Beyond the Headlines | 21 Jun 2024

UK General Election: Why Labour and Tory manifestos are a missed opportunity

Andrew Goodwin

Chief UK Economist

Our latest video for asset managers

In light of the upcoming UK General Election, join Andrew Goodwin, Chief UK Economist, as he outlines the potential economic impact on fiscal policy of the manifestos published recently by the Conservative and Labour parties.

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Hello. My name is Andrew Goodwin, and I’m Chief UK Economist at Oxford Economics. UK fiscal policy has become highly dysfunctional. The current setup imposes scant debt discipline and it offers little support for economic growth. General election on July the 4th provides the opportunity for a reset. But the manifestos published recently by the Conservative and Labour parties offer little reason to expect much improvement on either front over the next five years.

Coming into the election, the UK’s public finances are at a very weak position. We expect UK nominal GDP growth to be lower than the effective interest rate that the government will pay on its debt over the next five years. Of the advanced economies, only Italy has similarly poor debt dynamics. But neither party is proposing comprehensive reform. Crucially, both have vowed to keep the current deeply flawed net debt rule, which will limit their room for manoeuvre.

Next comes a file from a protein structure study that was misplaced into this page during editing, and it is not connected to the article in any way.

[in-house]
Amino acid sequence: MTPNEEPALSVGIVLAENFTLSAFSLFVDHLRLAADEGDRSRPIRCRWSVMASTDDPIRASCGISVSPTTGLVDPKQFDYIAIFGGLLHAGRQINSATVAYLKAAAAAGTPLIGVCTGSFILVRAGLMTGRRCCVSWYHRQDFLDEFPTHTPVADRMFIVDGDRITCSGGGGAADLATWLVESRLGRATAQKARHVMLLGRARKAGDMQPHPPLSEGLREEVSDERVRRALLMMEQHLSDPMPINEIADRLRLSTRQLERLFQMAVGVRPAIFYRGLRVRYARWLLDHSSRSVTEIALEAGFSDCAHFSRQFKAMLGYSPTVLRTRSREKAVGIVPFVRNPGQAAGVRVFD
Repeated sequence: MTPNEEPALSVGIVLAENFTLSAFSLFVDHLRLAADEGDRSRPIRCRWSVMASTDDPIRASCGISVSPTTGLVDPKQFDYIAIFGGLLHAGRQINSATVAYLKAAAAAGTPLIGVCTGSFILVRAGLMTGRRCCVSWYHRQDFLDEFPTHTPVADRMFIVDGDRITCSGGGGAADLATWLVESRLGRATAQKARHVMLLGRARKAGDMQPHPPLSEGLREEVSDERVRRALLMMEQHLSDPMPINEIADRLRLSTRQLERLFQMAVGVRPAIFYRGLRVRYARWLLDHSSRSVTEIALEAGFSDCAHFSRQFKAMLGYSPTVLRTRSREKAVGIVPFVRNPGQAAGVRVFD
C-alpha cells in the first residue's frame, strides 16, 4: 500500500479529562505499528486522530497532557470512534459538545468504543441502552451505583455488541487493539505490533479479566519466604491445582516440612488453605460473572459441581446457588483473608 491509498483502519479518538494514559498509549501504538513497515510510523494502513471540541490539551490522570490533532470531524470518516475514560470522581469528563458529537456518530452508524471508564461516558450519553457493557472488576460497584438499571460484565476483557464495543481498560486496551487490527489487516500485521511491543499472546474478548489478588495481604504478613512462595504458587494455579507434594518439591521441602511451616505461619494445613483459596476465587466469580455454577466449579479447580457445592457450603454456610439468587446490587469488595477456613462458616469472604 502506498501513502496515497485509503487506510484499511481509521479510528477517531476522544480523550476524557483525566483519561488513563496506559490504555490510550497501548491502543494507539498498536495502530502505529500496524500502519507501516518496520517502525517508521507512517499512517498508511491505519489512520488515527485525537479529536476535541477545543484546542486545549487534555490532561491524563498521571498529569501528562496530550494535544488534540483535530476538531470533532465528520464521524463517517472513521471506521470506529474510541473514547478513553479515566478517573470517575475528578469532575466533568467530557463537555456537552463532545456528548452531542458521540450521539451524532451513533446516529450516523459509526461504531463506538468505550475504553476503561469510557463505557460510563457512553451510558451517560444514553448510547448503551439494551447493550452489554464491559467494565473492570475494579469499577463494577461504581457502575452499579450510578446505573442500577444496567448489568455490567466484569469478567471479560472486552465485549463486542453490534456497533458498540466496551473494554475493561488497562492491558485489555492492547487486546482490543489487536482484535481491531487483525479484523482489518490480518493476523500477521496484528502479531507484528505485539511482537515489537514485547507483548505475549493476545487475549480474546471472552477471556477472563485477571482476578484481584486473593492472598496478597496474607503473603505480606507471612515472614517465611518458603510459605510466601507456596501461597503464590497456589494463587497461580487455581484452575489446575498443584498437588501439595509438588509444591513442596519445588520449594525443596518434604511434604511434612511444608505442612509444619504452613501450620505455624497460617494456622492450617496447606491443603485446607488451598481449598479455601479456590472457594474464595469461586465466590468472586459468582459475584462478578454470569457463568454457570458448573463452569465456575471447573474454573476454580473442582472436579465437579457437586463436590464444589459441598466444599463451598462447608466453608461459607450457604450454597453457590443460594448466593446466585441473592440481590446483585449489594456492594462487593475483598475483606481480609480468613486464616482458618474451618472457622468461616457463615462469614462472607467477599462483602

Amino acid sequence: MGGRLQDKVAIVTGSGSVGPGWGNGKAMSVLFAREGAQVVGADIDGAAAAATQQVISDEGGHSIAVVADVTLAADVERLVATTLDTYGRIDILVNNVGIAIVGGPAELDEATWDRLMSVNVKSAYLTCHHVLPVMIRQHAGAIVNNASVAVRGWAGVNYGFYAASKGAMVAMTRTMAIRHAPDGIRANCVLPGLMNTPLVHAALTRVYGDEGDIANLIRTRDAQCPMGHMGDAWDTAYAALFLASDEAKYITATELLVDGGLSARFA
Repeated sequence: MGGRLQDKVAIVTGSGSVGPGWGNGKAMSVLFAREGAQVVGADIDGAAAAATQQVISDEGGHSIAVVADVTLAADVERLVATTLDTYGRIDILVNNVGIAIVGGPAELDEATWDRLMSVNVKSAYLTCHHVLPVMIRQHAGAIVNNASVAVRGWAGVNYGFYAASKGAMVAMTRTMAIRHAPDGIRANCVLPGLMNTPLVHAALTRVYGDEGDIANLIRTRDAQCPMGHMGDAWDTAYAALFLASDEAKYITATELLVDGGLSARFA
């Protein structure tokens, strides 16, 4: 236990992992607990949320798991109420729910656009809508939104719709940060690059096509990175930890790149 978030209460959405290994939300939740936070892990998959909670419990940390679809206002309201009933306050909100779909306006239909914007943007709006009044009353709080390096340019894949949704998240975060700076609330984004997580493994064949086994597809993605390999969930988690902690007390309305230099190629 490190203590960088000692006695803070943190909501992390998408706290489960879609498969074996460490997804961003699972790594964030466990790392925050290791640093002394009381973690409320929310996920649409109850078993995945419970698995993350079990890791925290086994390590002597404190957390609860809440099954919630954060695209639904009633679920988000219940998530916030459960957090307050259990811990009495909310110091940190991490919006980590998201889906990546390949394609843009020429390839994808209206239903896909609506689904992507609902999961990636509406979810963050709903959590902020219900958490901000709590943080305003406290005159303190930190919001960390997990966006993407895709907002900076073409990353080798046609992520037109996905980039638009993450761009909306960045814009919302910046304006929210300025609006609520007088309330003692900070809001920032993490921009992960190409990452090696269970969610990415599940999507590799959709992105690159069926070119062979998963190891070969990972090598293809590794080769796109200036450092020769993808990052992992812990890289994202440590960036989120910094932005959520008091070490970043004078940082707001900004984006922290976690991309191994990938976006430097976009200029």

Both parties are also studiously ignoring their poor inheritance from the current government. But by implication, they will have to implement the 3% of GDP worth of fiscal tightening that’s baked into the current plans.

Those past fiscal choices will have a much larger impact on the economic and fiscal outlook than the new tax and spending pledges in the Labour and Conservative manifestos.

We’ve run simulations using our Global Economic Model, and these show that the two parties manifesto pledges will have a negligible impact on GDP growth and on asset prices. The one silver lining is that we doubt either party would stick to its manifesto plans. I think that’s particularly the case if Labour wins a large majority. A more likely scenario is that Labour would tweak the debt rule to remove the distortionary effects of losses on the Bank of England’s Asset Purchase Facility.

This would allow higher spending, and it could result in slightly stronger GDP growth. But even this would represent a missed opportunity for a bigger overhaul of the fiscal framework.

Research Briefing

Why Labour and Tory manifestos are a missed opportunity

The pledges announced in the Conservative and Labour parties’ manifestos will have little economic impact according to our modelling.

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